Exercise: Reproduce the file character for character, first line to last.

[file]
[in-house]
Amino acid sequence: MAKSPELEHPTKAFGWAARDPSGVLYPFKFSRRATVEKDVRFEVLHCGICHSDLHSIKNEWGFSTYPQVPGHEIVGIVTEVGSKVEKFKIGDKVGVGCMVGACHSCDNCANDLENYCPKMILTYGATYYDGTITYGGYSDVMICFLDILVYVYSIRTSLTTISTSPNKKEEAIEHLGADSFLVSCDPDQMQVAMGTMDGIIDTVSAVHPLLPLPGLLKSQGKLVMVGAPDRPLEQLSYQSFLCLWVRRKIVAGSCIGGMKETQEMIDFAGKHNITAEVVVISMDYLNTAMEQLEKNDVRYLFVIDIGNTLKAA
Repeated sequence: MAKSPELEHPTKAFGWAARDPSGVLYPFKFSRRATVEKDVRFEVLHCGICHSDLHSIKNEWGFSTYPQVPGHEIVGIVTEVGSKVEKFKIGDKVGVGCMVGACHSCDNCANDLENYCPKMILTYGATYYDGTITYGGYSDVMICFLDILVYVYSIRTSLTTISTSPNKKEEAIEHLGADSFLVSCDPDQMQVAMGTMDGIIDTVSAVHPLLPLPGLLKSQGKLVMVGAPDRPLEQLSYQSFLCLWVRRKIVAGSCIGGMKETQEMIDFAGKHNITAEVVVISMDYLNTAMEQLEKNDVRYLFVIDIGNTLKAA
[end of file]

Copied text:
[in-house]
Amino acid sequence: MAKSPELEHPTKAFGWAARDPSGVLYPFKFSRRATVEKDVRFEVLHCGICHSDLHSIKNEWGFSTYPQVPGHEIVGIVTEVGSKVEKFKIGDKVGVGCMVGACHSCDNCANDLENYCPKMILTYGATYYDGTITYGGYSDVMICFLDILVYVYSIRTSLTTISTSPNKKEEAIEHLGADSFLVSCDPDQMQVAMGTMDGIIDTVSAVHPLLPLPGLLKSQGKLVMVGAPDRPLEQLSYQSFLCLWVRRKIVAGSCIGGMKETQEMIDFAGKHNITAEVVVISMDYLNTAMEQLEKNDVRYLFVIDIGNTLKAA
Repeated sequence: MAKSPELEHPTKAFGWAARDPSGVLYPFKFSRRATVEKDVRFEVLHCGICHSDLHSIKNEWGFSTYPQVPGHEIVGIVTEVGSKVEKFKIGDKVGVGCMVGACHSCDNCANDLENYCPKMILTYGATYYDGTITYGGYSDVMICFLDILVYVYSIRTSLTTISTSPNKKEEAIEHLGADSFLVSCDPDQMQVAMGTMDGIIDTVSAVHPLLPLPGLLKSQGKLVMVGAPDRPLEQLSYQSFLCLWVRRKIVAGSCIGGMKETQEMIDFAGKHNITAEVVVISMDYLNTAMEQLEKNDVRYLFVIDIGNTLKAA